Following its broadcast, the programme was also criticised by retired Gloucestershire Detective Superintendent John Bennett who said,

"the series went far beyond any justifiable claims of 'dramatic licence' and 'simplification' by creating dialogue and scenes which did not take place at all, these just sensationalising the story and not furthering it, wrongly depicting how Janet Leach was treated and her involvement, giving her a kudos she far from deserves".[5]

He further said that

"this series painting her as a 'victim' and wrongly portraying the sequence of events and her contact with and payment by the Mirror Group whilst grossly exaggerating her involvement is an insult to the true victims, their families, which very much includes the extended family of the Wests, the witnesses who so courageously gave evidence, the investigating team, and its professionalism, also the many professionals and others who worked so hard to unravel the horrific crimes and bring the Wests and others to justice".[5]

However, he concurred that "the mannerisms and psyche of Frederick West captured and enacted by Dominic West and Monica Dolan of Rosemary West are hauntingly accurate".[5]

In response to Bennett's statemen,t ITV's Janice Troup issued the following response:

We took the legitimate editorial decision to focus our drama on the largely untold story of how an ordinary mother and housewife, Janet Leach, became involved in one of Britain's most notorious murder investigations when she took on the role of Fred West's 'appropriate adult'. This is a drama not a documentary and the film has a caption at the start telling viewers that some scenes are created for purposes of dramatisation.

We have not attempted to whitewash Janet - her portrayal in the drama is subtle and balanced, and shows an ordinary woman subjected to an extraordinary situation. We depict her decision to accept the newspaper deal to sell her story, and how that was exposed in court during the trial of Rosemary West, as well as showing that her motivation was not simply financial.

We met former Detective Superintendent John Bennett on several occasions to discuss the making of a factual drama based around the case of Fred and Rosemary West. Not only because he had led the police investigation, but also because, like others involved in the case, he had subsequently written a book about it.

He showed some interest in acting as a paid consultant on the project but we didn't pursue that option. We took the legitimate editorial decision to focus our drama on Janet Leach.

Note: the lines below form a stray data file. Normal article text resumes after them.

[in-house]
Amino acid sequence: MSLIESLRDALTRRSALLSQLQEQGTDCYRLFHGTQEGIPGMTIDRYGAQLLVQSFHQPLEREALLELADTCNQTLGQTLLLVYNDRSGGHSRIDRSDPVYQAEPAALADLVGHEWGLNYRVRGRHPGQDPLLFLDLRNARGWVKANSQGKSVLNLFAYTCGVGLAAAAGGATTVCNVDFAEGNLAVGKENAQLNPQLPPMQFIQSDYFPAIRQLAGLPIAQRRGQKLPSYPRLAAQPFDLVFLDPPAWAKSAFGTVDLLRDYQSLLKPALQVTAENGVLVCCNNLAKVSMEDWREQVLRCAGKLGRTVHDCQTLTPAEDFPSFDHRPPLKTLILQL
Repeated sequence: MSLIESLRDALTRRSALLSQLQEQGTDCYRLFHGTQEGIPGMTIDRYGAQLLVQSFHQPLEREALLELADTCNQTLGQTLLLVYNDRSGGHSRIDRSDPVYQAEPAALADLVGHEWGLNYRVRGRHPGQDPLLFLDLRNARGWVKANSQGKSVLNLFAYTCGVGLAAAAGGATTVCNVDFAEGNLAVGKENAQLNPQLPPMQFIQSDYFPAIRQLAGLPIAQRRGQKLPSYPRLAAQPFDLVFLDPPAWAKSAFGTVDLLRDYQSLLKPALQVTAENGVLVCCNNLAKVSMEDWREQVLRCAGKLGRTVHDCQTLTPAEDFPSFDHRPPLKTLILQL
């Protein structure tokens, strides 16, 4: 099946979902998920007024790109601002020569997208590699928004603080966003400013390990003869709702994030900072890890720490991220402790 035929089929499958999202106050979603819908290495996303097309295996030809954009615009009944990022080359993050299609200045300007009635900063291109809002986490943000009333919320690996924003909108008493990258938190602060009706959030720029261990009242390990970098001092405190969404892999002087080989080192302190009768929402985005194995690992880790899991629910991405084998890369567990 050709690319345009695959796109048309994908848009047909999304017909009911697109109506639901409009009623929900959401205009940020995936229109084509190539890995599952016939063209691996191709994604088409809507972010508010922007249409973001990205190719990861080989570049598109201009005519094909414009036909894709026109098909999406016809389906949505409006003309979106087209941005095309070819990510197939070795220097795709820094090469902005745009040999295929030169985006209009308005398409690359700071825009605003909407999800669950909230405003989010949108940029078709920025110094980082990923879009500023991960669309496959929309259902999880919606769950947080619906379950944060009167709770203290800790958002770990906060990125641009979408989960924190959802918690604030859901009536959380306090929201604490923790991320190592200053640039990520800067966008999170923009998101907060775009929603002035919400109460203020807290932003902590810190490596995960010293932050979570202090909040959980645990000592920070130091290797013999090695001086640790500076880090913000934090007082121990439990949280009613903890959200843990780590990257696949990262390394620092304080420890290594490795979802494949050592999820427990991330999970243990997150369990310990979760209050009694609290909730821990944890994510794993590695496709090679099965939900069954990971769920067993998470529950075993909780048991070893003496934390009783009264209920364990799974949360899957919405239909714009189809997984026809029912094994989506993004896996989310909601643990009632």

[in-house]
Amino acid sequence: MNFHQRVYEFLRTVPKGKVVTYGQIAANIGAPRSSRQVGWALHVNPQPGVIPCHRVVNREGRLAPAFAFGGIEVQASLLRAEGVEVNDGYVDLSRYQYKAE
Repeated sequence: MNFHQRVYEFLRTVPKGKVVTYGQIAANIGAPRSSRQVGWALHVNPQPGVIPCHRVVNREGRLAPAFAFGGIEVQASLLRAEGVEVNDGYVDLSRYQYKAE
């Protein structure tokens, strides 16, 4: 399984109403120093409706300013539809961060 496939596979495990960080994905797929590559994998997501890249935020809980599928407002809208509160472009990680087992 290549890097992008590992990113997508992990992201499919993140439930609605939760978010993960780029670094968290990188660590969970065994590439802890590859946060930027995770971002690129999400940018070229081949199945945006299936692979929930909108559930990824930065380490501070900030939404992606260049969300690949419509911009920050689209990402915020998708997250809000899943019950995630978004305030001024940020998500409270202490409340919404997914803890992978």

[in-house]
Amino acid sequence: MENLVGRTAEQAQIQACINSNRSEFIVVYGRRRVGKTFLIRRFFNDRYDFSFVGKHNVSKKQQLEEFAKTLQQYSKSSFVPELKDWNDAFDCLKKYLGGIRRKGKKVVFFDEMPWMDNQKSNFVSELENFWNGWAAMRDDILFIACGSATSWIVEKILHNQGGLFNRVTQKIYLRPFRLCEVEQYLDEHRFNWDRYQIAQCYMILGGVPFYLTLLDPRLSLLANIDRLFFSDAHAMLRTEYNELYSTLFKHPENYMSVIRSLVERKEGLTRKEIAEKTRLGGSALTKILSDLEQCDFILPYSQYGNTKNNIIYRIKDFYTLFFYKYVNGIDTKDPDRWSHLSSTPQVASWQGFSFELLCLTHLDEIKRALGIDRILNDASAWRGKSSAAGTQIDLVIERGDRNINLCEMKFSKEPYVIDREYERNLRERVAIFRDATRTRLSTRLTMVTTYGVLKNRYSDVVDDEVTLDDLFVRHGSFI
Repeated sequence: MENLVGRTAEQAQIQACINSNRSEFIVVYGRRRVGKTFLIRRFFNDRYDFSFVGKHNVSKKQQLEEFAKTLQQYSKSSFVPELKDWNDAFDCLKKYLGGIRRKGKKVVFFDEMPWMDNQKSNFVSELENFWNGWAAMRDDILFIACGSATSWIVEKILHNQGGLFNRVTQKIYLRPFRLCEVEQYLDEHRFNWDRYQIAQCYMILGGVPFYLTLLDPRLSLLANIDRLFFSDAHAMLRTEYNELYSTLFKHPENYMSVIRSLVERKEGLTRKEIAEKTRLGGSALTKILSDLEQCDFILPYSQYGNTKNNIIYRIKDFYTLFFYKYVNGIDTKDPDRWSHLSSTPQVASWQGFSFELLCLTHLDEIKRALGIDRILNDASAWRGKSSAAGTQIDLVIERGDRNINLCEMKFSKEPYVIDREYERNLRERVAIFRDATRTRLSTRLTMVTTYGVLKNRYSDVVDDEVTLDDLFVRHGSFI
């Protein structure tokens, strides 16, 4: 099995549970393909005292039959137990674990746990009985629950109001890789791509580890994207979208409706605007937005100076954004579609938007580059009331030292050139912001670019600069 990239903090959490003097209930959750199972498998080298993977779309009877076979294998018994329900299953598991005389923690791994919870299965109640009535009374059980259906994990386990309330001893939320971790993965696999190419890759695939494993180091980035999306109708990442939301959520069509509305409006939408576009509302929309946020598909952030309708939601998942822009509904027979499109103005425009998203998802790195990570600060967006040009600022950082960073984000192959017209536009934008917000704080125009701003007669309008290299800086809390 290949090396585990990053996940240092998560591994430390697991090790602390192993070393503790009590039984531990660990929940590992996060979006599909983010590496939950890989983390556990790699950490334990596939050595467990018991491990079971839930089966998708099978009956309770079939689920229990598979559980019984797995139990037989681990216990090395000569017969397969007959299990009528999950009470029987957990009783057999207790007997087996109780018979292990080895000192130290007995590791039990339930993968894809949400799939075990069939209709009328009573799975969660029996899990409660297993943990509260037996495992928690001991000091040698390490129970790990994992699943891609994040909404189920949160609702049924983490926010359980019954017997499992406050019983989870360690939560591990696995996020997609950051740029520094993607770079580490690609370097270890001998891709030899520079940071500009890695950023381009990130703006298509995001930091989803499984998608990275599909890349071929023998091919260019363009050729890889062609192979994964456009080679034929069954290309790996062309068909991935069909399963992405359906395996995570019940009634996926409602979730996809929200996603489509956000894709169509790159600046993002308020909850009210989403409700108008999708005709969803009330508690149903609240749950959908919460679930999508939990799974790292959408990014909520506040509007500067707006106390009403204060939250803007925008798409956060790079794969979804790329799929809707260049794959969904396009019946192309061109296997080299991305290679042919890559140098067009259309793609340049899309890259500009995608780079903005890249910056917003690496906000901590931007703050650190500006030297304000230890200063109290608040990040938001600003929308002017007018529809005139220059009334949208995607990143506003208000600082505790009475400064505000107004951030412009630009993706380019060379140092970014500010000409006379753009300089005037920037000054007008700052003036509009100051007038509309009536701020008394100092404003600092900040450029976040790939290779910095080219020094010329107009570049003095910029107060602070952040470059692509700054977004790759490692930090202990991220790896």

It is certainly not ITV's wish to cause distress to the families of the Wests' victims, or their children. Two of Fred and Rosemary West's daughters have praised the drama and from those of the victim's families still contactable we have only received positive comments.

The film neither recreates the crimes, nor attempts a definitive psychological analysis of Fred and Rosemary West. Like This Is Personal and See No Evil it is about the effect of the crimes, rather than crimes themselves. Whereas those earlier dramas focused variously on the police, the victims and their families, and the families of the murderers this one places at its centre a woman who was almost an accidental witness to the uncovering of what happened at 25 Cromwell Street.[5]

References[edit]

  1. ^ "TV portrayal of killer leaves daughter scared". Yahoo!. Retrieved 25 August 2011. 
  2. ^ Hogan, Phil (11 September 2011). "Rewind TV: Appropriate Adult; Horizon: Are You Good or Evil?; Reel History of Britain". London: The Guardian. Retrieved 12 September 2011. 
  3. ^ a b Bracchi, Paul; Wright, Stephen (10 September 2011). "A very inappropriate drama: Why police can never forgive serial killer Fred West's confidante whose story is being told on TV". London: Daily Mail. Retrieved 11 September 2011. 
  4. ^ "'It will cause unimaginable distress': Fred West's daughter condemns ITV drama about the serial killer". London: Daily Mail. 30 March 2011. Retrieved 25 August 2011. 
  5. ^ a b c d e "ITV Appropriate Adult: West detective John Bennett speaks out". This is Gloucestershire. Retrieved 13 September 2011. 

External links[edit]